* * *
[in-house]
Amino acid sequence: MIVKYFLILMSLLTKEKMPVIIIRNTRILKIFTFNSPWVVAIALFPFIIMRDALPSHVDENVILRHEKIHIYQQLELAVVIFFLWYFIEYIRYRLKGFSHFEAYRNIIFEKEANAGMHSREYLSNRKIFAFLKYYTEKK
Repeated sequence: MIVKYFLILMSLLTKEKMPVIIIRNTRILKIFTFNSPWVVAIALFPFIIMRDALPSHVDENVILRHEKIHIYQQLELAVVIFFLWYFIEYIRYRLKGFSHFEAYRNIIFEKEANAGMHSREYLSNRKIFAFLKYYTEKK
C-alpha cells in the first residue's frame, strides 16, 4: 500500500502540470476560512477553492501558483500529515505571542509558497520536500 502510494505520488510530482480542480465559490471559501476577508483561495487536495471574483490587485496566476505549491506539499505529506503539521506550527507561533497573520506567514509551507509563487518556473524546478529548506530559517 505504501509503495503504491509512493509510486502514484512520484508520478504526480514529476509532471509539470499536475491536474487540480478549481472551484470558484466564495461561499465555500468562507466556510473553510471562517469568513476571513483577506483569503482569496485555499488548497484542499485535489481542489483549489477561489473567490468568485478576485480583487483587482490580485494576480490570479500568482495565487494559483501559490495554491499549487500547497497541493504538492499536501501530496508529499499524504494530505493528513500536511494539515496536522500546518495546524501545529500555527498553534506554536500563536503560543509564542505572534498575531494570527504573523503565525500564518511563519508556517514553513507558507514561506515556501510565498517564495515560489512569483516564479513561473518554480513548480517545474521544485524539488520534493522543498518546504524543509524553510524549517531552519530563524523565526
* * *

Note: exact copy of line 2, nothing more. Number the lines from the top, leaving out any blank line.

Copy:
Amino acid sequence: MIVKYFLILMSLLTKEKMPVIIIRNTRILKIFTFNSPWVVAIALFPFIIMRDALPSHVDENVILRHEKIHIYQQLELAVVIFFLWYFIEYIRYRLKGFSHFEAYRNIIFEKEANAGMHSREYLSNRKIFAFLKYYTEKK